The bus then takes you to the Mike O’Callaghan-Pat Tillman Memorial Bridge. This four-lane arched bridge is new. It was built in 2005. Its purpose is to divert traffic from the Hoover Dam area.
A short walk takes you to the bridge. Protected from the road by a wall and from the void by railings, you can move forward. At a height of 270 meters, the view can be frightening, and we came across a man unable to move forward. The bridge offers a unique view of the Boulder Dam. It’s probably the place with the widest view of the dam. Closer to the dam, you’ll be more into the details and won’t be able to take an overall picture of the building.
This is the last stop before the 1h30 stop at the dam. After the dam, we made one last short stop closer to Lake Mead. With a bird’s-eye view of the lake, you can better define its contours and water level.
The bus ride back to Las Vegas is quicker. The guide continues to talk a bit (you need to be healthy to be a guide!) and drops you off at the same hotel as in the morning.
How to equip yourself for the Hoover Dam Tour?
The only requirement is that you bring proof of identity.
Unlike other bus tours, you are not allowed to bring a backpack. Security has been stepped up since the attacks of September 11, 2001. In fact, the bus is quickly searched by a security guard just upstream from the roadblock.
Bottled water is available at every stop.
In terms of clothing, Boulder City is generally a little warmer than Las Vegas. In October, I wore a t-shirt, shorts and a cap, and I got pretty hot, especially when you’re walking on the full dam exposed to the sun. In summer, conditions must be tough!
Do we need to provide refreshments?
Since you can’t bring a backpack, you don’t have any food. So the little restaurant at Hoover Dam is a welcome addition. But watch your schedule!
After taking our time on the tour, I wanted to order a burger at the restaurant, but the 30-minute wait was incompatible with the time we had to get back to the bus. So we had a pretzel and a soda.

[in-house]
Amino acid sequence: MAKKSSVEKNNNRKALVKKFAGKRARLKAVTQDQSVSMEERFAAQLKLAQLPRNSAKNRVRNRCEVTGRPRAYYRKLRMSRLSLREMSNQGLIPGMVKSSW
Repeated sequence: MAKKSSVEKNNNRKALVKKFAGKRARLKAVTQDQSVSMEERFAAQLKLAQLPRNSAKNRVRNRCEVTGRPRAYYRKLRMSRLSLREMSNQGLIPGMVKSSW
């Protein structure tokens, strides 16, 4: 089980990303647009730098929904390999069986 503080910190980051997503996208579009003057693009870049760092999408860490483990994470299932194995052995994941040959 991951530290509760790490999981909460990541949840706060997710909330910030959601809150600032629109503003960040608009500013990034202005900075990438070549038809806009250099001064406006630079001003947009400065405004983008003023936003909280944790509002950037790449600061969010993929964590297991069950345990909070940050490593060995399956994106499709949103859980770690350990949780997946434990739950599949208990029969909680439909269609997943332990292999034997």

Is it physically difficult to do the Hoover Dam Tour?
No, the effort is limited. The walk to the Mike O’Callaghan-Pat Tillman Memorial Bridge is probably the biggest effort, and consists of a few hundred meters on foot on a slightly sloping road. So even if you’re in poor condition or physically handicapped, you can still make the tour.
Is the Hoover Dam Tour a good one?
Yes, and I’d go so far as to say it was an excellent visit! A few days later, Papillon and I took a bus tour to the Grand Canyon. While we thought this second visit would be the best, it was the opposite.
The Hoover Dam Bus Tour is a pleasant surprise. Close to Las Vegas, the dam is an architectural marvel. You’re dazzled by its size, and the tour is very comprehensive. I didn’t expect to make so many stops, to have such an interesting guide and to discover such a Visitor Center.
Seeing the engines and gaining access to the bowels of the dam is a unique experience. The price seems derisory to me for the outing when you sometimes pay a similar sum for a 10-minute virtual reality experience in Las Vegas…
Without being boring, it’s also a visit that sheds light on water issues. Knowing that the 3 large marinas on Lake Mead have become a single marina that hundreds of meters of water have been washed away in record time, and that the dam is handling ridiculous flows compared to the past, makes you feel a little pooped.
As a tourist, you go to Las Vegas, a city that consumes a lot of energy, and when you take the bus, you discover that…
But let’s end on a positive note: if you’ve got one short excursion to make during your trip to Las Vegas, this is it!
Book your tickets with free cancellation on GetYourGuide.